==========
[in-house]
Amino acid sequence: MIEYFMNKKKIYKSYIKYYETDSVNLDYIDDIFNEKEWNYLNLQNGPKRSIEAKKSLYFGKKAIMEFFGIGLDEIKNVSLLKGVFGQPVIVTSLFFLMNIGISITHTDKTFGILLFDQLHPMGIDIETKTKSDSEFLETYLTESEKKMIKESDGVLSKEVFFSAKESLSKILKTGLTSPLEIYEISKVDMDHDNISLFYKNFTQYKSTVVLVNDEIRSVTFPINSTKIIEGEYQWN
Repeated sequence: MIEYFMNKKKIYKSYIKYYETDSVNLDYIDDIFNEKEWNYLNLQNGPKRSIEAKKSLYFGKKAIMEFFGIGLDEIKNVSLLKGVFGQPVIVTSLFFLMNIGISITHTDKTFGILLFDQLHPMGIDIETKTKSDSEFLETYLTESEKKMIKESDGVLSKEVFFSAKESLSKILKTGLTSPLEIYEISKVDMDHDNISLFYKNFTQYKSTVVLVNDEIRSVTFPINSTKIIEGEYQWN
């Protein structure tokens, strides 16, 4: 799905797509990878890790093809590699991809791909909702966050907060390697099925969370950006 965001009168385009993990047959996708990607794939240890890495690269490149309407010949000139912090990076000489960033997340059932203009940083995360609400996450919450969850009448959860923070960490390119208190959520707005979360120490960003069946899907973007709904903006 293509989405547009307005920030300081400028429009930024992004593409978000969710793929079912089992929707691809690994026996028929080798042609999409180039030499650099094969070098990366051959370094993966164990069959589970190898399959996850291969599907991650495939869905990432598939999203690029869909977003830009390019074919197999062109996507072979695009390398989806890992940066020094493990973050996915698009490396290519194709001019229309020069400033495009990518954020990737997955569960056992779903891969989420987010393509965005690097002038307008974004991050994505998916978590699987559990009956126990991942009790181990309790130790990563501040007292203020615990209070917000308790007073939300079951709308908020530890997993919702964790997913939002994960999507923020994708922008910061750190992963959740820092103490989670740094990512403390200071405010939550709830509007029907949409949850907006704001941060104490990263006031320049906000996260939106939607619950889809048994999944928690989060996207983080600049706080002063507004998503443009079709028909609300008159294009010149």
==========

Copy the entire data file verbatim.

[in-house]
Amino acid sequence: MIEYFMNKKKIYKSYIKYYETDSVNLDYIDDIFNEKEWNYLNLQNGPKRSIEAKKSLYFGKKAIMEFFGIGLDEIKNVSLLKGVFGQPVIVTSLFFLMNIGISITHTDKTFGILLFDQLHPMGIDIETKTKSDSEFLETYLTESEKKMIKESDGVLSKEVFFSAKESLSKILKTGLTSPLEIYEISKVDMDHDNISLFYKNFTQYKSTVVLVNDEIRSVTFPINSTKIIEGEYQWN
Repeated sequence: MIEYFMNKKKIYKSYIKYYETDSVNLDYIDDIFNEKEWNYLNLQNGPKRSIEAKKSLYFGKKAIMEFFGIGLDEIKNVSLLKGVFGQPVIVTSLFFLMNIGISITHTDKTFGILLFDQLHPMGIDIETKTKSDSEFLETYLTESEKKMIKESDGVLSKEVFFSAKESLSKILKTGLTSPLEIYEISKVDMDHDNISLFYKNFTQYKSTVVLVNDEIRSVTFPINSTKIIEGEYQWN
């Protein structure tokens, strides 16, 4: 799905797509990878890790093809590699991809791909909702966050907060390697099925969370950006 965001009168385009993990047959996708990607794939240890890495690269490149309407010949000139912090990076000489960033997340059932203009940083995360609400996450919450969850009448959860923070960490390119208190959520707005979360120490960003069946899907973007709904903006 293509989405547009307005920030300081400028429009930024992004593409978000969710793929079912089992929707691809690994026996028929080798042609999409180039030499650099094969070098990366051959370094993966164990069959589970190898399959996850291969599907991650495939869905990432598939999203690029869909977003830009390019074919197999062109996507072979695009390398989806890992940066020094493990973050996915698009490396290519194709001019229309020069400033495009990518954020990737997955569960056992779903891969989420987010393509965005690097002038307008974004991050994505998916978590699987559990009956126990991942009790181990309790130790990563501040007292203020615990209070917000308790007073939300079951709308908020530890997993919702964790997913939002994960999507923020994708922008910061750190992963959740820092103490989670740094990512403390200071405010939550709830509007029907949409949850907006704001941060104490990263006031320049906000996260939106939607619950889809048994999944928690989060996207983080600049706080002063507004998503443009079709028909609300008159294009010149």